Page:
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2 months ago
Steve Miller/GrampiesTo Scott AndersonScott, Jeff's tip note seems to say you can only imbed RideWithGPS and Strava. Tell more about Mapmyride!
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2 months ago
Scott AndersonWhat I can tell you about MapMyRide is that it’s the app we used for several years, before we converted to RideWithGPS. It does not integrate with CycleBlaze that I know of, and doesn’t work as well either. Brain fart.
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2 months ago
Steve Miller/GrampiesTo Steve Miller/GrampiesScott, maybe you did mean ridewithgps? It's just that that is the source of the map in today's post.

I went to mapmyride and was signing up when I decided to look at their "privacy" policy. Mapmyride is a service of the big company UnderArmour, and their policy clearly reflects weeks of work by lawyers and programmers, to wring every bit of use they can extract from your information. Even though as blog writers we clearly are not big on privacy, it scared me off!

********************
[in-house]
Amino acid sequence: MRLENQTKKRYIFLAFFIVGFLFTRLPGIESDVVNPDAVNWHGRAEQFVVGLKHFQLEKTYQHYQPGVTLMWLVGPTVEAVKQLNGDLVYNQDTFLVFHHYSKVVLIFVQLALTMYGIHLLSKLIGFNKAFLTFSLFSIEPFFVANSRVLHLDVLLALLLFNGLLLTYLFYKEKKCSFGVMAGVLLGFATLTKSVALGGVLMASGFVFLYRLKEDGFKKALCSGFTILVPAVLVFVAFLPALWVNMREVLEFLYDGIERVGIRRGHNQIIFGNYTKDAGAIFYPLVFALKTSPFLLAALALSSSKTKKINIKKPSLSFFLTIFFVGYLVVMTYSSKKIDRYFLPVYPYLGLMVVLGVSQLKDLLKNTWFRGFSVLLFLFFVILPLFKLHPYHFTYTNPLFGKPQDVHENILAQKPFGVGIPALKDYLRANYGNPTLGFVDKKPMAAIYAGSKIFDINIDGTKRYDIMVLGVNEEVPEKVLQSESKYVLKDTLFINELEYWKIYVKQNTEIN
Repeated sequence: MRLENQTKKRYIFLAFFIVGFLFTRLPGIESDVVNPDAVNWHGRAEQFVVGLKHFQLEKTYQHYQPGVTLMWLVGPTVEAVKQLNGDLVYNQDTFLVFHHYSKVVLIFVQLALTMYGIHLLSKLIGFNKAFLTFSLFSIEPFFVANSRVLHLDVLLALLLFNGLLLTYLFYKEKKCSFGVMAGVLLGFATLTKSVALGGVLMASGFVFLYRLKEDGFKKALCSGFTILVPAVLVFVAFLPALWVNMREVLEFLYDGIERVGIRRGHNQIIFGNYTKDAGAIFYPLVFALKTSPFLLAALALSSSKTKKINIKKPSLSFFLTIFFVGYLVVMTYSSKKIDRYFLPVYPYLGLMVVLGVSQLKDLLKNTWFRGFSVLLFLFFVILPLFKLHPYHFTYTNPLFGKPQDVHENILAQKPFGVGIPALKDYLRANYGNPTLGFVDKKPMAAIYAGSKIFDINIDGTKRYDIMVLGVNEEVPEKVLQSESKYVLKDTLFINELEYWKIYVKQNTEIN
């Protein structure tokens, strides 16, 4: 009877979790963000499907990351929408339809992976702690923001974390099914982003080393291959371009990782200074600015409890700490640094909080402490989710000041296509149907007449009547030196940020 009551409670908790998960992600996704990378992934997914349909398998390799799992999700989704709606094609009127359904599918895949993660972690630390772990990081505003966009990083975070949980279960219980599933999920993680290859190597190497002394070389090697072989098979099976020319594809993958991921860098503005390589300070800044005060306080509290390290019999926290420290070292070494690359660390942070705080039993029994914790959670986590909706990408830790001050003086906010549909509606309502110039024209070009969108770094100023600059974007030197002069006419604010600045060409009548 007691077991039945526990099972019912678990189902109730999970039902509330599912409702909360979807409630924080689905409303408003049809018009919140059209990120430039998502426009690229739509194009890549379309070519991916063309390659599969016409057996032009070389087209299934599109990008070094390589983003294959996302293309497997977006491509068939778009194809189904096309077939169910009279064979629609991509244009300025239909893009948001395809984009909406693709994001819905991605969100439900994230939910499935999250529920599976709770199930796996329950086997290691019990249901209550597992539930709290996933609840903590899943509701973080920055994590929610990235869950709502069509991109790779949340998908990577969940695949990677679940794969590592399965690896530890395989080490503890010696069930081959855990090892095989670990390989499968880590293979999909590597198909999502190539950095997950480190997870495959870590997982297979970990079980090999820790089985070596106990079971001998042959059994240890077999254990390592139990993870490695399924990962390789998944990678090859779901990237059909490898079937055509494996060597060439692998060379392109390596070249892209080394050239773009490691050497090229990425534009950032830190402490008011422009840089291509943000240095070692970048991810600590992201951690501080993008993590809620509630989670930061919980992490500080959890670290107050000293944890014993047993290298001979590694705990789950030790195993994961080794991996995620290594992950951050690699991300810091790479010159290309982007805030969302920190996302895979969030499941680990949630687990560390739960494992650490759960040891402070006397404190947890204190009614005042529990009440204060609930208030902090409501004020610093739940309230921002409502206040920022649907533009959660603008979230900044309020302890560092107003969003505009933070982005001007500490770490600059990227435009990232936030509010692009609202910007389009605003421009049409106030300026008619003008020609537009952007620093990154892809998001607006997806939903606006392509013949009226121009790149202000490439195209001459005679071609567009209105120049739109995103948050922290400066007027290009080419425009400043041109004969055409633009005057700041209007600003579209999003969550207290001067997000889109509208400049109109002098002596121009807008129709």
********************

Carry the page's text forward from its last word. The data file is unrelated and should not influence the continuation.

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2 months ago
Keith ClassenTo Scott AndersonThanks Scott - yes we plan to ride down the Drau into Slovenia. I really haven’t researched it all but I have a friend and his wife from Berlin highly recommend it after riding it a month or so ago. Decided this morning to check out the Sella Ronda so thats where we are situated tonight in Arabba. Will have to check out mapmyride ... thanks!
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2 months ago
Scott AndersonTo Keith ClassenOK. Note that it’s RideWithGPS, not MapMyRide. Sorry for the error.

We’re thinking of staying in Arabia also, so we’re looking forward to a report.

Slovenia is great - or at least was when we biked through there back in 1999. We keep talking about going back some year.
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2 months ago
Keith ClassenTo Scott AndersonRidewith GPS. Got that! Riding to Arabba involved a 900 meter steady climb over 17km. Lots of motorbikes, some cars snd buses...more traffic than we expected but the drivers were very respectful. Once you get to the summit you have the option to go right leading to Corvara. But that involves a bit more climbing. From Arraba or Corvara you can do the Sella Rhonda route - a 66 km loop over 4 passes. I was hoping we could do this...best done unloaded or in 2 days loaded. Very popular route.
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2 months ago